By Betty Garcia Herrera
What is Pantanal you ask? It’s a telenovela that my host family seems to have their eyes glued to! Just as wehad returned from our trip to Morro de São Paulo, I couldn’t help but observe that my host mother rushed to feed me a quick snack before the premier of the newest episode of Pantantal came on. Her mother, my host grandma, would repeatedly warn her that it would be starting any second as she tried her best to juggle her tasks – “Valeria!” “Valeria!” (my host mother’s name) shouted by her mother as she waited for her to return to the television. “Television has thus become the most significant shape of the image of Brazilian national identity, both internally and externally” (Stam 1995). The living room is quite a distance from the kitchen, and with that she tried her best to converse with me about how my trip was but I knew she wanted to go watch her telenovela so I cut our conversation short. It was quite adorable to have seen her try to make sure I was comfortable, but it made me wonder what this tv show was all about.
Next day goes, and I asked my avo what the title of the show was named. She said "Pantanal", and after a quick google search, it is “a Brazilian telenovela produced and broadcast by TV Globo that premiered on 28 March 2022" (Wiki 2022). As I read it was from TV Globo, I was reminded of the covered material in our CD mod class. Our assigned book readings, "Globalizing Brazil" from Becoming Brazilian by Marshall C Eakin. Reading what was related to their programming of telenovelas, "Globo’s creative personnel effectively forged a genre that became quintessentially Brazilian and, at the same time, became one of the most important venues for the national conversation on Brazilian identity" (Straubhaar 2007). With the growing hold TV Globo had on the population of Brazil, I wondered if it was censored into certain topics, but as I read on in the chapter, “The lead writers of the novelas often sought to create a national conversation about critical societal issues – racism, gender roles, corruption, and social justice" (Eakin 2017). This was relieving and interesting to learn about. TV Globo could’ve quite easily become a network that targets the relatability of the elites/higher class, but instead perfected this sort of shift in the production that categorizes telenovelas to be the main topic of inequality, race, and gender!! “Despite spirited debates about the content of novelas, their portrayal of race, and their impact on Brazilians, critics generally agree that they have provided the most important forum for the conversation about national identity since the 1960s” (Eakin, 2017).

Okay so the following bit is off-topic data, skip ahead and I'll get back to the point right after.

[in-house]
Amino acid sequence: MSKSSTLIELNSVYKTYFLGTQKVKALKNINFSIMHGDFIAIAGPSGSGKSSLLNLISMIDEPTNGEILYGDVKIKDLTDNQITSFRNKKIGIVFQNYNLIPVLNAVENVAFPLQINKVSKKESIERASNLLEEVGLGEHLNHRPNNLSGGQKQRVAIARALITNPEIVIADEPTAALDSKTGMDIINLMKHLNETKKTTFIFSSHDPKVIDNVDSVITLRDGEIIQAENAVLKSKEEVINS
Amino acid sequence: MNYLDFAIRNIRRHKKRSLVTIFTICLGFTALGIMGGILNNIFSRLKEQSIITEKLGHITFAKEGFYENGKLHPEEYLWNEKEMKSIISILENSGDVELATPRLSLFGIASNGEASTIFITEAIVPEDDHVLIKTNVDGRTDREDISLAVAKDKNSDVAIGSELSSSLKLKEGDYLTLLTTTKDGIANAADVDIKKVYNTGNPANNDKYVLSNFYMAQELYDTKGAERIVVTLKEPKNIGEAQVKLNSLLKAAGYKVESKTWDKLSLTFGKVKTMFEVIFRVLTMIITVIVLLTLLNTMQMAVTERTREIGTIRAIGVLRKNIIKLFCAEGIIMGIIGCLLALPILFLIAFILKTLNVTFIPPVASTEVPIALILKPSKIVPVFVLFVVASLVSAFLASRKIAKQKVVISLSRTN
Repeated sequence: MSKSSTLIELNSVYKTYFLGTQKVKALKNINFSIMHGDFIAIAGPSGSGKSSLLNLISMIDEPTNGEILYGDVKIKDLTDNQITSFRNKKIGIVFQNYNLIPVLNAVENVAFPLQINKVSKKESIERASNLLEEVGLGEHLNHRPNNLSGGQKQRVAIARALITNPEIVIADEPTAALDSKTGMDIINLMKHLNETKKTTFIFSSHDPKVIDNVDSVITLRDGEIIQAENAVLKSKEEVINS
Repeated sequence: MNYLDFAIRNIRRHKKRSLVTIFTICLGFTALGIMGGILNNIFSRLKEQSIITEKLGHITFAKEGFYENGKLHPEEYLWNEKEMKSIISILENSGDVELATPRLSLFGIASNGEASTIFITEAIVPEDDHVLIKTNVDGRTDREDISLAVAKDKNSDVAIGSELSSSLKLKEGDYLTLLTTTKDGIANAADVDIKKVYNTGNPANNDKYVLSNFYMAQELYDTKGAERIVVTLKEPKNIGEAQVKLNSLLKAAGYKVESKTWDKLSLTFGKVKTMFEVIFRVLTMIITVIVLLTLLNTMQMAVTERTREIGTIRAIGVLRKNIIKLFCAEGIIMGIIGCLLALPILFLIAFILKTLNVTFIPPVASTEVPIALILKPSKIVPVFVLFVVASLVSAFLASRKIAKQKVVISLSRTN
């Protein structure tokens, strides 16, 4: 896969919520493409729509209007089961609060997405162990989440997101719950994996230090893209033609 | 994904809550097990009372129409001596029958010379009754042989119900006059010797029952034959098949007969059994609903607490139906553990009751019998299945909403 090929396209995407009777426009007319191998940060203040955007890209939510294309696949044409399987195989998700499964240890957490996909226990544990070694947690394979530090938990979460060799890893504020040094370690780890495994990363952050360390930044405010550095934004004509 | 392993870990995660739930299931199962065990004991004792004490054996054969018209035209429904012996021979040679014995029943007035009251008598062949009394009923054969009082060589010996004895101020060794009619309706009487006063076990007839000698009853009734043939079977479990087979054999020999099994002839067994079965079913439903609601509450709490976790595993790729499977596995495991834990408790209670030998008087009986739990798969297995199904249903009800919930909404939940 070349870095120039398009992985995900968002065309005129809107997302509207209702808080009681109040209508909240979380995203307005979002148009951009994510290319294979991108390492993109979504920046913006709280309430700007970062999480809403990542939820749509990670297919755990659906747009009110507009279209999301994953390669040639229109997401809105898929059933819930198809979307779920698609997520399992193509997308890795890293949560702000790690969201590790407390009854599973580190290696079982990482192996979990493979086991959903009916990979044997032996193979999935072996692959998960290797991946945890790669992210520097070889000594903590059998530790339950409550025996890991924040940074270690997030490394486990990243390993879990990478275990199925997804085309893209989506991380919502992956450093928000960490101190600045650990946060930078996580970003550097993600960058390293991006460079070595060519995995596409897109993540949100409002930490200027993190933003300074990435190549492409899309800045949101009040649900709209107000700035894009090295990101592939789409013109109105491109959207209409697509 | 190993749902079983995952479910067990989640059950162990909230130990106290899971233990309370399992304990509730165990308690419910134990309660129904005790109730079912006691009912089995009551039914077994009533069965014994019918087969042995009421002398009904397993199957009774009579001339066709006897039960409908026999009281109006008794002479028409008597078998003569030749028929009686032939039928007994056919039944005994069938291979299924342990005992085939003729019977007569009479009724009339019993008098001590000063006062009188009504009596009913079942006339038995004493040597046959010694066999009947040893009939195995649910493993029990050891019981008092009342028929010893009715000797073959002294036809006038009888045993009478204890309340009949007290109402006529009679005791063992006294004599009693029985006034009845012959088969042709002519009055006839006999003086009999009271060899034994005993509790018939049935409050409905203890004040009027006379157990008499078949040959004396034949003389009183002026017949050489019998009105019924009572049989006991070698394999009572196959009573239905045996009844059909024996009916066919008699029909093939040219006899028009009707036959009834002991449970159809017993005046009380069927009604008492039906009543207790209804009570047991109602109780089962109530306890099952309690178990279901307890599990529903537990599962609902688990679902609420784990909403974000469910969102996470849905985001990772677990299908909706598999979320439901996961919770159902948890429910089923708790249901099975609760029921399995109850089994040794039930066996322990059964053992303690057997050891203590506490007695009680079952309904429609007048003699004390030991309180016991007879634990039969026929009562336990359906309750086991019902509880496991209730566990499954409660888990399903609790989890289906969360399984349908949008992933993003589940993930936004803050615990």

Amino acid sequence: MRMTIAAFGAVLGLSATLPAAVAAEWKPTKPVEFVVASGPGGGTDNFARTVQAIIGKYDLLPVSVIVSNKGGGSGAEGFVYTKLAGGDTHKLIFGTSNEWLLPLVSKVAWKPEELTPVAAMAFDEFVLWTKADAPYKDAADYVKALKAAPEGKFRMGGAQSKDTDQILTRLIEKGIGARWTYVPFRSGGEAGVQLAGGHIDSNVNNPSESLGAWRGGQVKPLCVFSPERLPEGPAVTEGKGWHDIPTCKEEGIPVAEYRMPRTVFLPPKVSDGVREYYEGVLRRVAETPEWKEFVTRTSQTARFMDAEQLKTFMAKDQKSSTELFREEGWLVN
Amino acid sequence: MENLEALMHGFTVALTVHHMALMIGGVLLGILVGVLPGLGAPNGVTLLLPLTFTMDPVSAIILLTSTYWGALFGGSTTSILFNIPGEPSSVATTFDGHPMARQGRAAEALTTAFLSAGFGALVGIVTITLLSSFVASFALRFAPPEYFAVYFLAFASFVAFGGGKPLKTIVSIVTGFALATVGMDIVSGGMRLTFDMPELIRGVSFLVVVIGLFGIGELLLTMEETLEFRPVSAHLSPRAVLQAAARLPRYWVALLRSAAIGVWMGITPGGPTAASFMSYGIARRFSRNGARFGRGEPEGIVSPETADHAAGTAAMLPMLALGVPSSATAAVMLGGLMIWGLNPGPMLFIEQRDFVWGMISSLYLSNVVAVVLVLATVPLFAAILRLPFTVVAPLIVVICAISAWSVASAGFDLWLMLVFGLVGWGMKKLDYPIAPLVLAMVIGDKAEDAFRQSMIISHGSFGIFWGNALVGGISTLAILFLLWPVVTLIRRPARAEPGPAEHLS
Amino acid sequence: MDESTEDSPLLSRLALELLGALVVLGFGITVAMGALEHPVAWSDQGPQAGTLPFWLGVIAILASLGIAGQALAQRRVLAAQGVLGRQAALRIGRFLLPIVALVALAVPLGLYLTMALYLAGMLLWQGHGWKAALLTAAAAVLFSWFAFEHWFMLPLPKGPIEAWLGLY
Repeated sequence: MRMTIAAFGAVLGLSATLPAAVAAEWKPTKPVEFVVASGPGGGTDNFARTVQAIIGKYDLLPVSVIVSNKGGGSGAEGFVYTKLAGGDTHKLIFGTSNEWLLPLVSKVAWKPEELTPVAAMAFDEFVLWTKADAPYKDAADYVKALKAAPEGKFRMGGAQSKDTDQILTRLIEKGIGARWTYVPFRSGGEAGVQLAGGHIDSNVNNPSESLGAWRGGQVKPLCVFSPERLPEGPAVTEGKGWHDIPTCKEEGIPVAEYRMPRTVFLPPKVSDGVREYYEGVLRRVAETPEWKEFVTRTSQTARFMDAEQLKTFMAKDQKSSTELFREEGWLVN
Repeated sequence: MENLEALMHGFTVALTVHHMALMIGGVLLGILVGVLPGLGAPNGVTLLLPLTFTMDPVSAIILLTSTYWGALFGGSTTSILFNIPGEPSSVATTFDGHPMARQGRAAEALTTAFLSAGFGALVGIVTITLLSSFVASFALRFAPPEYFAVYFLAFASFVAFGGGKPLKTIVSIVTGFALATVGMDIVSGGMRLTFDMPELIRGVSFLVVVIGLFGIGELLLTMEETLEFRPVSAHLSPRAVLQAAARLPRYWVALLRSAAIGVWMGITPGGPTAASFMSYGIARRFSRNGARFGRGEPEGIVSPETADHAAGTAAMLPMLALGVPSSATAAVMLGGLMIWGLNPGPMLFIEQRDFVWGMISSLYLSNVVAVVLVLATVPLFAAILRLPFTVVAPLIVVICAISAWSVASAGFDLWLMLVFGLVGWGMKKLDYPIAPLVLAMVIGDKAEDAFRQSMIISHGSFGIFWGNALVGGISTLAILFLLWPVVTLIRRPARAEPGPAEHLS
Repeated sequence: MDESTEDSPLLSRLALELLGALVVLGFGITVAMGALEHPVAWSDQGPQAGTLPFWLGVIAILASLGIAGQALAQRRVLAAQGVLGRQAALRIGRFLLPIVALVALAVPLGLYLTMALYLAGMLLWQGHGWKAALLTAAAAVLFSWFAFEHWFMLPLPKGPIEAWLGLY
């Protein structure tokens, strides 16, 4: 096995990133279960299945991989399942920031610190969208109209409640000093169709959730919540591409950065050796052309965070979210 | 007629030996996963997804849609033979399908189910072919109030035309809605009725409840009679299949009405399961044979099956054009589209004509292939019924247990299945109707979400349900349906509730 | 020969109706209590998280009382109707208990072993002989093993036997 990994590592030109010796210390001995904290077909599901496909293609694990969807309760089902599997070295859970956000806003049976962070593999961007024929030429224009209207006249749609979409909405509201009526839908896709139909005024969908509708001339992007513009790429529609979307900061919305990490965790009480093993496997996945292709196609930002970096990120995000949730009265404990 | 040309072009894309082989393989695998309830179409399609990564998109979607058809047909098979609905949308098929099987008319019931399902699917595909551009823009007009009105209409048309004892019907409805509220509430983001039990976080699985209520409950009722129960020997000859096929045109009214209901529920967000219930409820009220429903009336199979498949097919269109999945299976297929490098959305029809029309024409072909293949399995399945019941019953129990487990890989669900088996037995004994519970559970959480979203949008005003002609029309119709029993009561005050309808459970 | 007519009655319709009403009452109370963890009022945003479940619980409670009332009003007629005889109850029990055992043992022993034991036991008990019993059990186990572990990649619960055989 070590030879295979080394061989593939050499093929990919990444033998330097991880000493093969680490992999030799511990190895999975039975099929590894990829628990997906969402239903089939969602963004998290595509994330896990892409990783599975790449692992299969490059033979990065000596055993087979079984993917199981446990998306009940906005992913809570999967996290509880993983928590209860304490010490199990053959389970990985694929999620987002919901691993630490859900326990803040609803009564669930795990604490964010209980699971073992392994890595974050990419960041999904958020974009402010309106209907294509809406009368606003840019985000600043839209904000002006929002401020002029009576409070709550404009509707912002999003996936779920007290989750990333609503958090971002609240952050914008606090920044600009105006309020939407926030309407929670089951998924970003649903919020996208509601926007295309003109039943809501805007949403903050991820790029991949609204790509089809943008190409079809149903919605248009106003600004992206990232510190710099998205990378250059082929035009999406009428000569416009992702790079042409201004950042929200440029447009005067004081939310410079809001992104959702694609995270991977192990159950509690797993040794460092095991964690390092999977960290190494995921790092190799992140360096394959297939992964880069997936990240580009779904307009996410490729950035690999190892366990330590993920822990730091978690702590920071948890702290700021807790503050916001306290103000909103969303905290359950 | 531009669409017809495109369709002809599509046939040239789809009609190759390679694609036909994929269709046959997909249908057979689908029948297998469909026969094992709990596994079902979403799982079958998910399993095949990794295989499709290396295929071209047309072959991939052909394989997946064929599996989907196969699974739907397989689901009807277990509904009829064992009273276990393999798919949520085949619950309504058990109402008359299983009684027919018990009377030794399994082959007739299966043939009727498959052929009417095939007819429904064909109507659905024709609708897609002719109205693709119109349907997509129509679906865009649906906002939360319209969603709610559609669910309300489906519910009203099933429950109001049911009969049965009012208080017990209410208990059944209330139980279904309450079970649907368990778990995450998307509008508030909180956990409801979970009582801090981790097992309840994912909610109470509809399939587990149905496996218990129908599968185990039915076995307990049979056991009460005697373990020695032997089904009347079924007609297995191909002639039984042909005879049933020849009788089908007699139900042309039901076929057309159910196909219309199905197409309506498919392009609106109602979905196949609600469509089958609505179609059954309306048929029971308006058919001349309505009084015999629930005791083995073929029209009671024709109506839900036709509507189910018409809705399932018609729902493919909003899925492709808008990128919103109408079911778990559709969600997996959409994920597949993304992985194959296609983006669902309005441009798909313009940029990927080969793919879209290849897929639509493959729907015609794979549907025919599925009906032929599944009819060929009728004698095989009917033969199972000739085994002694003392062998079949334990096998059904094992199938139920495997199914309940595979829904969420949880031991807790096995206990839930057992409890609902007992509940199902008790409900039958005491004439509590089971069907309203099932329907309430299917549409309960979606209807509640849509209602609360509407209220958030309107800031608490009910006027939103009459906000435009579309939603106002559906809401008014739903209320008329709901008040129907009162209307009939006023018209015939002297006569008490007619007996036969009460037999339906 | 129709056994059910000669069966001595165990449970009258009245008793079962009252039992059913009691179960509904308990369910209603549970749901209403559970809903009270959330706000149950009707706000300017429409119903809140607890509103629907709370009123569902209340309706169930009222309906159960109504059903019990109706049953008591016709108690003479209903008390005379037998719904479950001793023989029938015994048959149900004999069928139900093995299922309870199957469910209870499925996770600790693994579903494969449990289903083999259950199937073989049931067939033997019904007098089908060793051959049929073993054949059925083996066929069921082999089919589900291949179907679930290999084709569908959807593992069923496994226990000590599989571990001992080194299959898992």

I decided to tune in, and watch one of the episodes of Pantanal. I didn’t quite understand what was going on, but knew something tragic was going to occur as the suspenseful music would increase through the screen. It did seem quite interesting, and be drawn towards the likability of the male characters as they would have some tension between the male character and a female character. It’s honestly something I would watch voluntarily, but to see the emotions my host family would experience as their favorite character would lead towards trouble was truly unforgettable. TV Globo telenovelas have significantly impacted Brazil, and those who are loyal viewers, like my host mother, view programs that provide the subject of these inequalities with passion and emotion. "Each, in its own way, provided virtually all Brazilians with a vision of Brazil and its place in the world" (Eakin 2017).
Eakin, M. (2017). “Globo-lizing” Brazil: Televising Identity. In Becoming Brazilians: Race and National Identity in Twentieth-Century Brazil (New Approaches to the Americas, pp. 136-164). Cambridge: Cambridge University Press. doi:10.1017/9781316800058.006
Joseph D. Straubhaar, World Television: From Global to Local (Los Angeles: Sage Publications, 2007), 152-57.
Robert Stam, João Luiz Vieira, and Ismael Xavier, “The Shape of Brazilian Cinema in the Postmodern Age,” in Brazilian Cinema, eds., Randal Johnson and Robert Stam, Expanded Edition (New York: Columbia University Press, 1995), 391.
Wikimedia Foundation. (2022, May 23). Pantanal (2022 TV series). Wikipedia. Retrieved May 25, 2022, from https://en.wikipedia.org/wiki/Pantanal_(2022 TV Series)
Betty Garcia Herrera is an upcoming sophomore at College of Saint Benedict. She's currently majoring in environmental studies on a pre-engineering track. Her hometown is Worthington, Minnesota. Betty loves being apart of the conversation on social justice issues. During her time in Brazil, she hopes to analyzed more deeply how race and gender are important categories in understanding the country’s struggle for social and economic development.